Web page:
Matthew Killeen, number one in Ireland, just ahead of his best friend, Eric Glynn, was walking with his trainer about two jumps ahead of us. He wasn’t just a great rider. He was a good guy. At one point he’d turned around and yelled at me, “Slow down, McCabe, you’re already making me nervous.”
I’d grinned and given him the finger.
“Always the lady,” he said.
“My way of saying you’re number one, Killeen,” I yelled back.
Matthew was good-looking, too, if a little old for me at thirty-five. It hadn’t stopped me from having a major teenage crush on him when he’d started competing more regularly at WEF.
Behind us was Tyler Cullen, always near the top of the American rankings, but currently number two behind Tess McGill, whose father was lead singer for the rock group Snap. I’d waved at Tyler when I’d first gotten on the course. He ignored me, even though I knew he’d seen me. Daniel saw what I saw, and just shook his head.
“If Mr. Steve Gorton were a rider,” Daniel had said to me, “he’d be Tyler Cullen.”
“Oh, hell, no,” I said. “Even Gorton isn’t that much of a prick.”
When we finished the course, we stopped briefly at the in-gate, where we made out like high school kids. Amazing how sometimes everything could still feel like high school. Daniel hadn’t mentioned the kiss since that night. I hadn’t, either. Maybe next week I could pass him a note after chem class.
I told myself, but not,
I’d always felt nerves, what Mom liked to call the good nerves that came with competition.
Never like this.
I was happy to be going thirtieth in the order. I’d have a chance to watch how the preceding riders and horses handled the course—where in the second half to pick up speed, where others had taken chances and they’d played it safe.
Today’s event might have been titled “Power and Speed.” The course seemed to break at the eighth jump. That’s when the clock started. That’s when a rider who could manage to keep the last eight striped poles off the ground had the chance to post a score.
As nervous as I was, I was stupidly excited at the same time. This was the biggest jumping event of my whole stupid life.
Up in the tent, Mom and Grandmother were at their table. They’d decided to watch from there, even though Grandmother said she couldn’t curse freely without scaring the decent people. Daniel would shout any instructions from the in-gate, though he was convinced that if he’d done his job during the week, I’d be fine out there on my own.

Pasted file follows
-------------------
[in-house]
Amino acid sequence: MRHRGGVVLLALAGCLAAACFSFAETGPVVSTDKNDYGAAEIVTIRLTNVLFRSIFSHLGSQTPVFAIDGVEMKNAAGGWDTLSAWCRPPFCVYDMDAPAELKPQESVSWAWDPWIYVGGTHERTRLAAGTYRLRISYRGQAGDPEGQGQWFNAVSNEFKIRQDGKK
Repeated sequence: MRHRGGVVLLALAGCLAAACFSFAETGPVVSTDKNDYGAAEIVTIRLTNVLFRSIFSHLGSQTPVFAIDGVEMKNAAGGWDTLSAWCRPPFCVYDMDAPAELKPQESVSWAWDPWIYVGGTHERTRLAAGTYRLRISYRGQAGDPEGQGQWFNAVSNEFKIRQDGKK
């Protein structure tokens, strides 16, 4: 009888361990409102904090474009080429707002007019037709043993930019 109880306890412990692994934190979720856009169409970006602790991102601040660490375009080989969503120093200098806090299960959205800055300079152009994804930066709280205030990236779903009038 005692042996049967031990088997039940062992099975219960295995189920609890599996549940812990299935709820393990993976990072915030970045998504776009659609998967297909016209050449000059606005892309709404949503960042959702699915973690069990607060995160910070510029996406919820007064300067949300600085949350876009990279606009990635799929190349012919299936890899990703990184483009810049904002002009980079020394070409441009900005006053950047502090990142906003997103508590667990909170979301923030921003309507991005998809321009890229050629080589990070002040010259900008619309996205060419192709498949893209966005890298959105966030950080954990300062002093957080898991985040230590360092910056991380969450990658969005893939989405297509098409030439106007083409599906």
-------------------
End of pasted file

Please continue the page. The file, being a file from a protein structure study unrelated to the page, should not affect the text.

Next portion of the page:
“What do you want to do until Emilio brings up Coronado from the barn?” Daniel said.
He meant the small Atwood Farm barn at the show. The way it worked, Emilio would bring Coronado to the schooling ring about twenty minutes before my spot in the order, and we’d start jumping in there until my name was called.
Mr. Gorton would be here eventually. Knowing him, he’d demand a private viewing stand next to the central announcer’s gazebo.
“I just want to be alone for a few minutes,” I said. “You okay with that?”
“Yes,” he said.
“Relax,” he said again, smiling at me.
I found a place high up in the bleachers, on the opposite side of the ring from where Mom and Grandmother were. Matthew Killeen went out early and posted 30.19, a banging score that put him right into first place. Tyler Cullen, going twentieth, posted a score of 30.58. When he finished the round, he turned to look at the clock and I could see how pissed off he was. He’d come so close to Matthew’s time, and he hated to lose to anybody, Matthew most of all.
Ten out now.
I heard my phone beep with a message, pulled it out of the back pocket of my breeches and saw:
He meant Coronado.
I made my way down through the bleachers and over to the schooling ring, to where Daniel and Emilio stood with our big horse. Just without Mom in the saddle this time. Emilio helped me up. Daniel handed me my gloves, then walked over to the middle of the ring. I put Coronado in motion, a couple of slow laps around the ring, then over one of the jumps. Then another lap, and over the other jump.
More nervous than ever.
Still stupidly excited.
I heard the in-gate announcer say,
“Frankie next, then Adam, then Georgina.”
Georgina Bloomberg. Her father had been mayor of New York City once. Later on, he’d spent enough money to buy our whole sport running for president.
What the hell was I doing here?
the announcer said.
The next few minutes were a blur, until I heard the announcer say,